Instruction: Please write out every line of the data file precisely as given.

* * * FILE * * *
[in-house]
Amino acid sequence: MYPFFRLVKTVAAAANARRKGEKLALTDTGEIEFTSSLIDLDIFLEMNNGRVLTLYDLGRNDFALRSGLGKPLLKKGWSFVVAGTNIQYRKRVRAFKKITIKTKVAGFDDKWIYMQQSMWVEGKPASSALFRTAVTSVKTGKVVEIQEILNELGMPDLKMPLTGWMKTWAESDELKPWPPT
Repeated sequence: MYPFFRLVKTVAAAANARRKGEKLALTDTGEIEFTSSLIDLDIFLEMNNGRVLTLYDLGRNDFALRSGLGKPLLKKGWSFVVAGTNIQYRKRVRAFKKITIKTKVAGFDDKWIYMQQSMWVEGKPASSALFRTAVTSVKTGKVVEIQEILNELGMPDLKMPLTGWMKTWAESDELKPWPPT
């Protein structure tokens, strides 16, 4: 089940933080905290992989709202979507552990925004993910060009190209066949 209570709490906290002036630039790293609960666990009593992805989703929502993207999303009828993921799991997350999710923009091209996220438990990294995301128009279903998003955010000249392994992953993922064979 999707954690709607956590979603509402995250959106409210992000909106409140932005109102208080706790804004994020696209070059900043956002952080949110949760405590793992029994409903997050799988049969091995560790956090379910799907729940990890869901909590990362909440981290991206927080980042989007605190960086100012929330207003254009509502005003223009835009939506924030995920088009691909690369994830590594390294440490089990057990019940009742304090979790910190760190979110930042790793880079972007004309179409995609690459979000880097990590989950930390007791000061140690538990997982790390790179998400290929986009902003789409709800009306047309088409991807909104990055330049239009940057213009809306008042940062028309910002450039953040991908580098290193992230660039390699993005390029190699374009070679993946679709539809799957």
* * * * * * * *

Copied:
[in-house]
Amino acid sequence: MYPFFRLVKTVAAAANARRKGEKLALTDTGEIEFTSSLIDLDIFLEMNNGRVLTLYDLGRNDFALRSGLGKPLLKKGWSFVVAGTNIQYRKRVRAFKKITIKTKVAGFDDKWIYMQQSMWVEGKPASSALFRTAVTSVKTGKVVEIQEILNELGMPDLKMPLTGWMKTWAESDELKPWPPT
Repeated sequence: MYPFFRLVKTVAAAANARRKGEKLALTDTGEIEFTSSLIDLDIFLEMNNGRVLTLYDLGRNDFALRSGLGKPLLKKGWSFVVAGTNIQYRKRVRAFKKITIKTKVAGFDDKWIYMQQSMWVEGKPASSALFRTAVTSVKTGKVVEIQEILNELGMPDLKMPLTGWMKTWAESDELKPWPPT
């Protein structure tokens, strides 16, 4: 089940933080905290992989709202979507552990925004993910060009190209066949 209570709490906290002036630039790293609960666990009593992805989703929502993207999303009828993921799991997350999710923009091209996220438990990294995301128009279903998003955010000249392994992953993922064979 999707954690709607956590979603509402995250959106409210992000909106409140932005109102208080706790804004994020696209070059900043956002952080949110949760405590793992029994409903997050799988049969091995560790956090379910799907729940990890869901909590990362909440981290991206927080980042989007605190960086100012929330207003254009509502005003223009835009939506924030995920088009691909690369994830590594390294440490089990057990019940009742304090979790910190760190979110930042790793880079972007004309179409995609690459979000880097990590989950930390007791000061140690538990997982790390790179998400290929986009902003789409709800009306047309088409991807909104990055330049239009940057213009809306008042940062028309910002450039953040991908580098290193992230660039390699993005390029190699374009070679993946679709539809799957």